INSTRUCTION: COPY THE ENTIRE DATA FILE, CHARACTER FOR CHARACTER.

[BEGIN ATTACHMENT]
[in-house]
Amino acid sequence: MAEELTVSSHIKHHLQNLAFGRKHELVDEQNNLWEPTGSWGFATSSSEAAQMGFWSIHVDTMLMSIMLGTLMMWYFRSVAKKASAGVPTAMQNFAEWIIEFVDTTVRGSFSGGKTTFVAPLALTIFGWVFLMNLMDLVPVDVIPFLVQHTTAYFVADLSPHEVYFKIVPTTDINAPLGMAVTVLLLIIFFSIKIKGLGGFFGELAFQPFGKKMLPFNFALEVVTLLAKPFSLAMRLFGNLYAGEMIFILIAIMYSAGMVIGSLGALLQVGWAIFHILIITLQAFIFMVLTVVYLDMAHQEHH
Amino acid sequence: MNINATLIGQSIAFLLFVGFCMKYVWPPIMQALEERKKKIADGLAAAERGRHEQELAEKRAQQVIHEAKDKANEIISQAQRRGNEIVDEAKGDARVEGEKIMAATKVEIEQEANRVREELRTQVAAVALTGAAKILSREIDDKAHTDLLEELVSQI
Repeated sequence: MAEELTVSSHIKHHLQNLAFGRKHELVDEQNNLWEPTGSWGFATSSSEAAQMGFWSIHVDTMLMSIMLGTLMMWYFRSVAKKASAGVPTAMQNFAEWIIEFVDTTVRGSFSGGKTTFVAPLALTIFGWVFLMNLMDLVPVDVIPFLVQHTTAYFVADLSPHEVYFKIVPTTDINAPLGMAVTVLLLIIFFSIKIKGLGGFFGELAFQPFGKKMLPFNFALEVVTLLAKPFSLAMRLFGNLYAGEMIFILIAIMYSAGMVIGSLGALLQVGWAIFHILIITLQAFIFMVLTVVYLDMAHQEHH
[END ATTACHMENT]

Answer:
[in-house]
Amino acid sequence: MAEELTVSSHIKHHLQNLAFGRKHELVDEQNNLWEPTGSWGFATSSSEAAQMGFWSIHVDTMLMSIMLGTLMMWYFRSVAKKASAGVPTAMQNFAEWIIEFVDTTVRGSFSGGKTTFVAPLALTIFGWVFLMNLMDLVPVDVIPFLVQHTTAYFVADLSPHEVYFKIVPTTDINAPLGMAVTVLLLIIFFSIKIKGLGGFFGELAFQPFGKKMLPFNFALEVVTLLAKPFSLAMRLFGNLYAGEMIFILIAIMYSAGMVIGSLGALLQVGWAIFHILIITLQAFIFMVLTVVYLDMAHQEHH
Amino acid sequence: MNINATLIGQSIAFLLFVGFCMKYVWPPIMQALEERKKKIADGLAAAERGRHEQELAEKRAQQVIHEAKDKANEIISQAQRRGNEIVDEAKGDARVEGEKIMAATKVEIEQEANRVREELRTQVAAVALTGAAKILSREIDDKAHTDLLEELVSQI
Repeated sequence: MAEELTVSSHIKHHLQNLAFGRKHELVDEQNNLWEPTGSWGFATSSSEAAQMGFWSIHVDTMLMSIMLGTLMMWYFRSVAKKASAGVPTAMQNFAEWIIEFVDTTVRGSFSGGKTTFVAPLALTIFGWVFLMNLMDLVPVDVIPFLVQHTTAYFVADLSPHEVYFKIVPTTDINAPLGMAVTVLLLIIFFSIKIKGLGGFFGELAFQPFGKKMLPFNFALEVVTLLAKPFSLAMRLFGNLYAGEMIFILIAIMYSAGMVIGSLGALLQVGWAIFHILIITLQAFIFMVLTVVYLDMAHQEHH